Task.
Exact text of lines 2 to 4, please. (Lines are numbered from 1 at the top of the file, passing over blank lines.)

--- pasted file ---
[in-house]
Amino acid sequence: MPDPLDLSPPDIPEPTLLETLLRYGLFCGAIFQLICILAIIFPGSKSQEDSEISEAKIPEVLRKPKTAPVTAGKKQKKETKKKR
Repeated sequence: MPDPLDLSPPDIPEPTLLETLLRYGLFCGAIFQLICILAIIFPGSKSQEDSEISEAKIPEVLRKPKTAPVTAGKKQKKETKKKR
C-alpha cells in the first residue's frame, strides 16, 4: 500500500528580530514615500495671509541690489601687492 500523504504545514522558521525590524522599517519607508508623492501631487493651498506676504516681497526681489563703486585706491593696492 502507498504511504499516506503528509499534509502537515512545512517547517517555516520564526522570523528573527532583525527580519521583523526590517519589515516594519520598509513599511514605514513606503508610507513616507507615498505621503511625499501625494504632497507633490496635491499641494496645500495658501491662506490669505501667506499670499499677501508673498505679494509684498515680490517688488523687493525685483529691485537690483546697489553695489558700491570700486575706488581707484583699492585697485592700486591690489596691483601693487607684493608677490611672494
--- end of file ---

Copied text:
Amino acid sequence: MPDPLDLSPPDIPEPTLLETLLRYGLFCGAIFQLICILAIIFPGSKSQEDSEISEAKIPEVLRKPKTAPVTAGKKQKKETKKKR
Repeated sequence: MPDPLDLSPPDIPEPTLLETLLRYGLFCGAIFQLICILAIIFPGSKSQEDSEISEAKIPEVLRKPKTAPVTAGKKQKKETKKKR
C-alpha cells in the first residue's frame, strides 16, 4: 500500500528580530514615500495671509541690489601687492 500523504504545514522558521525590524522599517519607508508623492501631487493651498506676504516681497526681489563703486585706491593696492 502507498504511504499516506503528509499534509502537515512545512517547517517555516520564526522570523528573527532583525527580519521583523526590517519589515516594519520598509513599511514605514513606503508610507513616507507615498505621503511625499501625494504632497507633490496635491499641494496645500495658501491662506490669505501667506499670499499677501508673498505679494509684498515680490517688488523687493525685483529691485537690483546697489553695489558700491570700486575706488581707484583699492585697485592700486591690489596691483601693487607684493608677490611672494